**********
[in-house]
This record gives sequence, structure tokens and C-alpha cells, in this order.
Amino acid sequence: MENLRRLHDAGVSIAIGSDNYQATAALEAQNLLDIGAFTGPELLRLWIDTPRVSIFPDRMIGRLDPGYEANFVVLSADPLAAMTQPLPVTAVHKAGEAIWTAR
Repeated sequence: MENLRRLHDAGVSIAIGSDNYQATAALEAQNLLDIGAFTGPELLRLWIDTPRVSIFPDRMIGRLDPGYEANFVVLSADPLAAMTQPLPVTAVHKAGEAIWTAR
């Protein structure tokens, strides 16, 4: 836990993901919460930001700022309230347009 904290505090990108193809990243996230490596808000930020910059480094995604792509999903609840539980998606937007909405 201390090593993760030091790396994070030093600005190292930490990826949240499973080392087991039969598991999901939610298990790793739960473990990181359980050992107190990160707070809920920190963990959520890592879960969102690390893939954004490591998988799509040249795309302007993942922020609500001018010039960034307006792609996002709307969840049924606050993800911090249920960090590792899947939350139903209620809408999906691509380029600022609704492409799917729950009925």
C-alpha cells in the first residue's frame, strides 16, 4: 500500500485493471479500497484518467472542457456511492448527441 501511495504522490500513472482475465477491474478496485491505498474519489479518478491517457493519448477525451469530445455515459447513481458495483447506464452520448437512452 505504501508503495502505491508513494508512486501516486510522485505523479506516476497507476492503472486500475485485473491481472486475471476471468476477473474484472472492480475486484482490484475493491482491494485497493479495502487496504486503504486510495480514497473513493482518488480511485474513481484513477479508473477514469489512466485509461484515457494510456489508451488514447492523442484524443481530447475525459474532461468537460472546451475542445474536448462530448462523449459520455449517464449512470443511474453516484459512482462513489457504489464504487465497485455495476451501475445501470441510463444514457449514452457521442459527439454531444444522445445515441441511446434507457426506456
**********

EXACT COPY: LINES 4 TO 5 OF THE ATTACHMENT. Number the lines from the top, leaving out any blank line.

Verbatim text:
Repeated sequence: MENLRRLHDAGVSIAIGSDNYQATAALEAQNLLDIGAFTGPELLRLWIDTPRVSIFPDRMIGRLDPGYEANFVVLSADPLAAMTQPLPVTAVHKAGEAIWTAR
């Protein structure tokens, strides 16, 4: 836990993901919460930001700022309230347009 904290505090990108193809990243996230490596808000930020910059480094995604792509999903609840539980998606937007909405 201390090593993760030091790396994070030093600005190292930490990826949240499973080392087991039969598991999901939610298990790793739960473990990181359980050992107190990160707070809920920190963990959520890592879960969102690390893939954004490591998988799509040249795309302007993942922020609500001018010039960034307006792609996002709307969840049924606050993800911090249920960090590792899947939350139903209620809408999906691509380029600022609704492409799917729950009925």